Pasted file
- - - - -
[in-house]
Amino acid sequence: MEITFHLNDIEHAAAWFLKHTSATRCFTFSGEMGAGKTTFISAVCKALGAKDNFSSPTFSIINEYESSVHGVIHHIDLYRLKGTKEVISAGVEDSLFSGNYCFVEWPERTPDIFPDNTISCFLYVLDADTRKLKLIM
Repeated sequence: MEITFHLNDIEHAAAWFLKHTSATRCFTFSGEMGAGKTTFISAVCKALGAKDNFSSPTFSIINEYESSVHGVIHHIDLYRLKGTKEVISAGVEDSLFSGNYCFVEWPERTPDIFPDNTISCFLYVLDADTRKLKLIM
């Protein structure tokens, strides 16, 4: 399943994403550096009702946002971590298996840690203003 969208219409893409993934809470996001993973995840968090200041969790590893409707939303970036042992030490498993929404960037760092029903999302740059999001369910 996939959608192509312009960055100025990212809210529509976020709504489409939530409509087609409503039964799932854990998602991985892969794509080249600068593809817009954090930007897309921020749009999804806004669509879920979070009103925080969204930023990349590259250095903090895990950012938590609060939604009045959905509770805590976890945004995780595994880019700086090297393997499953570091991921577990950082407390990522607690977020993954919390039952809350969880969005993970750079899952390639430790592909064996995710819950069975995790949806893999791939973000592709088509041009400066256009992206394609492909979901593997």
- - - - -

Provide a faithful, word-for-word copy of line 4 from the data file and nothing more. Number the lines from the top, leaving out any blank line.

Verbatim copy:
């Protein structure tokens, strides 16, 4: 399943994403550096009702946002971590298996840690203003 969208219409893409993934809470996001993973995840968090200041969790590893409707939303970036042992030490498993929404960037760092029903999302740059999001369910 996939959608192509312009960055100025990212809210529509976020709504489409939530409509087609409503039964799932854990998602991985892969794509080249600068593809817009954090930007897309921020749009999804806004669509879920979070009103925080969204930023990349590259250095903090895990950012938590609060939604009045959905509770805590976890945004995780595994880019700086090297393997499953570091991921577990950082407390990522607690977020993954919390039952809350969880969005993970750079899952390639430790592909064996995710819950069975995790949806893999791939973000592709088509041009400066256009992206394609492909979901593997």